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Don’t Ask! Just Buy It! – Mar. 24: Sid Worshippers, Sensitive Yet Sexy Swedes, and an Intangible Returnee

Savage Critic and “Reading Comics” author Douglas Wolk runs down the hottest comics and graphic novels coming out this week.

* Sex and/or pistols
¢ Love and/or rockets
¥ Spirit and/or flesh
£ Spiders and/or flies

* ¥ £ 120 DAYS OF SIMON
A fat little paperback by Swedish cartoonist Simon Gärdenfors about four months he spent couch-surfing across Sweden, smoking, snorting and screwing basically everything in his path; he’s one of those confessional cartoonists who are very interested in themselves but not particularly interested in making themselves look good. He’s got a clean, appealing, design-y graphic style, although it’s almost entirely focused on “iconic” renditions of his characters–I think there are about six panels that include, say, a few trees in the background.
An oversized, wholly gorgeous book about the Love & Rockets mastermind’s artistic evolution and process, with a lot of long-out-of-print and previously unseen work (and roughs! and reproductions of original art!), plus explanatory text by Todd Hignite and a complete reprint of “La Maggie La Loca,” the story that the New York Times Magazine serialized a few years back (which also appeared in L&R vol. 2 #20).

Jules Feiffer’s autobiography, which came to some comics stores last week and is coming to others this week: anecdote after anecdote about growing up in the Bronx, working with Will Eisner (he’s apparently under the impression that the first “Spirit” story he wrote was “Ten Minutes,” but let that pass), drawing “Munro,” creating “Sick, Sick, Sick,” writing “Little Murders,” etc. Rambly but fun.

¢ £ THE COMPLETE PEANUTS VOL. 13 1975-1976
Words cannot tell you how much I love this era of Charles M. Schulz’s masterwork. So forget it. If you really need a preview,here you go.

Dave Sim’s bizarre little series about the continuity-strip cartoonist/playboys of the ’50s and ’60s strolls onward.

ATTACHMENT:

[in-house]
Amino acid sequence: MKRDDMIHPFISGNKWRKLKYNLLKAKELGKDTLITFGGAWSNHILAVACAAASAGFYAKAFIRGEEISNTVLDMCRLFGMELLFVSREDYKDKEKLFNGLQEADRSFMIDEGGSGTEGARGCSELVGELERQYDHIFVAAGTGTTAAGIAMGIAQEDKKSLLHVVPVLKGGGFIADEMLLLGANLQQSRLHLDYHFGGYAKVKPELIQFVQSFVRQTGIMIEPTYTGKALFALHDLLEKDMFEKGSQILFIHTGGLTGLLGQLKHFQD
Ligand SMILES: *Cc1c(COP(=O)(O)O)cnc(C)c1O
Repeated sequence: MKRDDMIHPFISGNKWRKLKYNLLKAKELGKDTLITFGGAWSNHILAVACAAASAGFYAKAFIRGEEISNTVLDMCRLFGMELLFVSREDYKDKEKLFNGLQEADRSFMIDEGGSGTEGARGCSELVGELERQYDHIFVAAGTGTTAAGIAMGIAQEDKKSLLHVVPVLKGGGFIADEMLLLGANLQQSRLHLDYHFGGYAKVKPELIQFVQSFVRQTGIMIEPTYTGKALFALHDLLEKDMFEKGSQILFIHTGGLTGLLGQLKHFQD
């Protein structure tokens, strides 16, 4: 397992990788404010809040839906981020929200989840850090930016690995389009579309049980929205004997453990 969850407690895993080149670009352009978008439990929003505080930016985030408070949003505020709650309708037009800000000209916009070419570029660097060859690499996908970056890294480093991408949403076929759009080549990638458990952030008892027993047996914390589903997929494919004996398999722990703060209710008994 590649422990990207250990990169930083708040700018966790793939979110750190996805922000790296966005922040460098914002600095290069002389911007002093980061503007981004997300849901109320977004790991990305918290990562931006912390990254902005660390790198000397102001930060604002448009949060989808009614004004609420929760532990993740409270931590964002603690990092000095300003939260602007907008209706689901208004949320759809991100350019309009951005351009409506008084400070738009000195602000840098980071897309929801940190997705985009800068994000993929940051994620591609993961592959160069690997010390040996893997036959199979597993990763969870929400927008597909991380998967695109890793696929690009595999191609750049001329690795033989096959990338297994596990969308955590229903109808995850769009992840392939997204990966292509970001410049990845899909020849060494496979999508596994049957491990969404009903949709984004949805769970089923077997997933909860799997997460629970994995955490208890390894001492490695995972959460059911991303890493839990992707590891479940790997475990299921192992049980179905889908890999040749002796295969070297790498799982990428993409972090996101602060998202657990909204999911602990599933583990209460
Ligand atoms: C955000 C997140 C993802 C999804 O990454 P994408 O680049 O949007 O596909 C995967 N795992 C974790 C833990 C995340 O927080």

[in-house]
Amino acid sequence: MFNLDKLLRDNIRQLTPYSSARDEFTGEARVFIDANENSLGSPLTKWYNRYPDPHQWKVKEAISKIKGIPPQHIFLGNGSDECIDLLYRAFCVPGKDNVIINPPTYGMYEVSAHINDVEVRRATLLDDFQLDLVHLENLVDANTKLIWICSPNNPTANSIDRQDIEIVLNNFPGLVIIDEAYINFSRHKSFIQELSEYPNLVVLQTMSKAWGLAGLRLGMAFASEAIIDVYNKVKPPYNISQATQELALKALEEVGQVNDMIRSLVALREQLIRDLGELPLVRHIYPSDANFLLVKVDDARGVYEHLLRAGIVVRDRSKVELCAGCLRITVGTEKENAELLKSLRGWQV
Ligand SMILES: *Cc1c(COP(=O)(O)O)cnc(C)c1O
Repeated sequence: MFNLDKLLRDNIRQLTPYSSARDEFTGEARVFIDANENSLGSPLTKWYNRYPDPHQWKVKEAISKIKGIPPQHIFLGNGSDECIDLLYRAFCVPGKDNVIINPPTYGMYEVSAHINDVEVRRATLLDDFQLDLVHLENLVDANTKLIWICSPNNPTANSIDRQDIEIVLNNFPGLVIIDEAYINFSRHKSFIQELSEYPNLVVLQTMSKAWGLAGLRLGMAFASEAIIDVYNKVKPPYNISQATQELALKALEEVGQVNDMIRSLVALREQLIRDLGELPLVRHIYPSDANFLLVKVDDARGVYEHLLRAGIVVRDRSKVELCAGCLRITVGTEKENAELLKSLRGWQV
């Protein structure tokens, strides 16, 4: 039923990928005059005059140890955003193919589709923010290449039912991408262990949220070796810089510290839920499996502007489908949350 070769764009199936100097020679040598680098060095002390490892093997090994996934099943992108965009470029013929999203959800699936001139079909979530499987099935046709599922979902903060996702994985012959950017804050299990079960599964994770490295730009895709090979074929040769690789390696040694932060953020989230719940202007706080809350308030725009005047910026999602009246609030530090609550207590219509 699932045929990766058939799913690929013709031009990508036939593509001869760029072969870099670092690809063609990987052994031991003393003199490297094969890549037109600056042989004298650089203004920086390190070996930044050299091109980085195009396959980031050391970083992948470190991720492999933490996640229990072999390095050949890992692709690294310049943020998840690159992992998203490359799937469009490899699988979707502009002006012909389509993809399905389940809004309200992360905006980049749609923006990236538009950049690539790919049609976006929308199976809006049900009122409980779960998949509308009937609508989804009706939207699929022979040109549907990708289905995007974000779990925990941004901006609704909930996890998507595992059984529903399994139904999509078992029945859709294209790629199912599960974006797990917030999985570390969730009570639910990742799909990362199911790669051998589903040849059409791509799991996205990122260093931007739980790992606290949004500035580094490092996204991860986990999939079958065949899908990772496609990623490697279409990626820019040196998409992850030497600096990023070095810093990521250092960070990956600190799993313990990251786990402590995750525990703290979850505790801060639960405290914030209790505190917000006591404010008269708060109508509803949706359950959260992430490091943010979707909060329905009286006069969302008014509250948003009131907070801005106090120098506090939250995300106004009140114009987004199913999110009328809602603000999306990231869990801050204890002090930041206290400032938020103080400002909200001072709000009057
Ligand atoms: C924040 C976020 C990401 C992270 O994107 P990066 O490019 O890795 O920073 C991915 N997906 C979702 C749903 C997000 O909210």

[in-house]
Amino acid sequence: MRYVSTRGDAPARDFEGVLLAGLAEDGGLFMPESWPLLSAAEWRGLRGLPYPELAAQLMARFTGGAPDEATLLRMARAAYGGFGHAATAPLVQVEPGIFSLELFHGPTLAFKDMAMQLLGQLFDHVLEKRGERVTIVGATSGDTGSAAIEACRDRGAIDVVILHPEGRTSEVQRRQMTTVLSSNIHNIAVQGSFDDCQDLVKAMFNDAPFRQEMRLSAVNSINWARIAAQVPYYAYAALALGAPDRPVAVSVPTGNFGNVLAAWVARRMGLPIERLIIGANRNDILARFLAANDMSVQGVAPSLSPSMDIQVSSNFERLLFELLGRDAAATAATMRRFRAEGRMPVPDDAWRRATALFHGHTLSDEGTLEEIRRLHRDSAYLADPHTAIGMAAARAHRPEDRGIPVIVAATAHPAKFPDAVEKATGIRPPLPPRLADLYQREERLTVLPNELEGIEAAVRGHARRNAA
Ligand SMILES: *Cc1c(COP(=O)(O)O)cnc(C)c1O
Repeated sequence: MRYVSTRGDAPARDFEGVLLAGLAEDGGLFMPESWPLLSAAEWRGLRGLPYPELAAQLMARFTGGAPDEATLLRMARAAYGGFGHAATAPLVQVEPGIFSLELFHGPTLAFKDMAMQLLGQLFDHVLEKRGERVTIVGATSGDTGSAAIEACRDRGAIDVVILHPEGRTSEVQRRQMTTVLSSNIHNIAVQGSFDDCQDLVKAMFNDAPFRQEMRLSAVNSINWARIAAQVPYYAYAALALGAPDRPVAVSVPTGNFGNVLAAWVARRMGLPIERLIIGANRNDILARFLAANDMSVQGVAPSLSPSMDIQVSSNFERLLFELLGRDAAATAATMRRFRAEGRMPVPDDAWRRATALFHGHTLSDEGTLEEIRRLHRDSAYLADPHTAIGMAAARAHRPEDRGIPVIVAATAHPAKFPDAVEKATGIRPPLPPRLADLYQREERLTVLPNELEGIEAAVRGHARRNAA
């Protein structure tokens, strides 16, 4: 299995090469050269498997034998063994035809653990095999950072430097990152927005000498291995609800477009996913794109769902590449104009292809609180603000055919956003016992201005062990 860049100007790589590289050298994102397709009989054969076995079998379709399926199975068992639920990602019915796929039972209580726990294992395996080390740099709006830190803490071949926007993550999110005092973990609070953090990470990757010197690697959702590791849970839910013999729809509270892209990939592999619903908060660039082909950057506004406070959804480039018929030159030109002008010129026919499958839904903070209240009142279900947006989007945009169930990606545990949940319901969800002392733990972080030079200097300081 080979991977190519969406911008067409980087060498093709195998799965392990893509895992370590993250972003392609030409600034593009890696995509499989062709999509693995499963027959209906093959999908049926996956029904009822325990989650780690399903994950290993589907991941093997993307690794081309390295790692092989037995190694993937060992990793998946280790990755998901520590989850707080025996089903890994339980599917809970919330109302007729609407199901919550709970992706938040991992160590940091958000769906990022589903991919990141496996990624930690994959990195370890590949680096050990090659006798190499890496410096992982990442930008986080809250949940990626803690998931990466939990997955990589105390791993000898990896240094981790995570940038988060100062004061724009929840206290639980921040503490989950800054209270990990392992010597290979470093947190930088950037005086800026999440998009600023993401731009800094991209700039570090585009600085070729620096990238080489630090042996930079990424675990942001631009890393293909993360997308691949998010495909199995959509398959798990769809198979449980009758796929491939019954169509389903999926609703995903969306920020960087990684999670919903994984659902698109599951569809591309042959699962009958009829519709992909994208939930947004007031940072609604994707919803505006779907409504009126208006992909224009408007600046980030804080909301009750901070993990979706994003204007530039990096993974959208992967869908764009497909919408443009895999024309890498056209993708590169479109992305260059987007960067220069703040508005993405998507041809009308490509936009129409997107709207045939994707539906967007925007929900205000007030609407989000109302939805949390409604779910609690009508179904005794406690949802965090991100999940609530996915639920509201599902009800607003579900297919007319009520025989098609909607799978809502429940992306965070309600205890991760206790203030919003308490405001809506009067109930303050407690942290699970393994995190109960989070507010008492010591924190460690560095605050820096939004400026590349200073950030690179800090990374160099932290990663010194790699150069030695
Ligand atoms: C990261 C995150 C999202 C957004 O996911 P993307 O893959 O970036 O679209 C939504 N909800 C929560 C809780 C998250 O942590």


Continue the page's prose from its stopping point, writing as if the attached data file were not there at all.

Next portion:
Geoff Johns and Doug Mahnke wrap up the specifically Green Lantern component of Blackest Night, with the big Sinestro-as-White-Lantern windup for next week’s conclusion. It’s going to take some doing to make sure there’s 22 pages worth of goings-on here whose absence won’t be noticed by people who are only reading the mothership miniseries, but two double-page spreads in the first five pages might help with that.

Simon Bisley returns to drawing the long-running series for a Peter Milligan-written story involving “anarcho punks who worship a powerful effigy of Sid Vicious.” Which means it could be terrible, or… terribly amusing.

Mats Jonsson’s small but thick account of being a mid-’90s sensitive indie-rock dude with issues around women, who nonetheless manages to get laid pretty much constantly. Apparently, Jeffrey Brown is now a genre. (Actually, the cartoonist Jonsson’s artwork reminds me of most is Mike Diana. Mike Diana if he were really into Belle & Sebastian and burst into tears at the thought of offending anyone.)

The first of a five-issue miniseries collecting Bob Gale and Pat Olliffe’s digital Spider-Man comics, apparently re-edited for the printed page (and previewed here). They are, as you might expect, pleasant, inconsequential stuff that fits in with the current Amazing Spider-Man continuity. But it’s nice to see Olliffe drawing Spider-Man again–the Untold Tales of Spider-Man series he and Kurt Busiek did back in the ’90s was a lot of fun. The additional selling point here is a new “Petey” story by Fred Hembeck: Peter Parker as a kid, by way of “Little Archie.”

The hardcover version of the recently serialized, restored, modern-fancy-colored version of the occasionally ersatz Norse myth shorts that were Lee and Kirby’s backup feature in their Journey Into Mystery/Thor run’s early years. Not their most coherent work, and not historically accurate in any sense, but pretty! Also out this week: a one-dollar edition of the JMS/Coipel Thor #1.

Ultimate [Comics] Spider-Man is the series where Brian Michael Bendis shines most consistently–it lets him get into the closely observed character work that the Avengers franchise doesn’t leave much room for, and has the strong supporting cast that Spider-Woman lacked. This hardcover collects the first, David Lafuente-drawn arc of the recent relaunch. Also this week in Peter-Parker-in-high-school stories: Paul Tobin and Christian Nauck’s Marvel Adventures Spider-Man #61, the final issue before that series relaunches next month.

Fans of the initial Image generation should note that Whilce Portacio is drawing this story, in which Matt Fraction brings back Kitty Pryde. (There’s also a backup story drawn by Phil Jimenez: an embarrassment of riches!) Preview.

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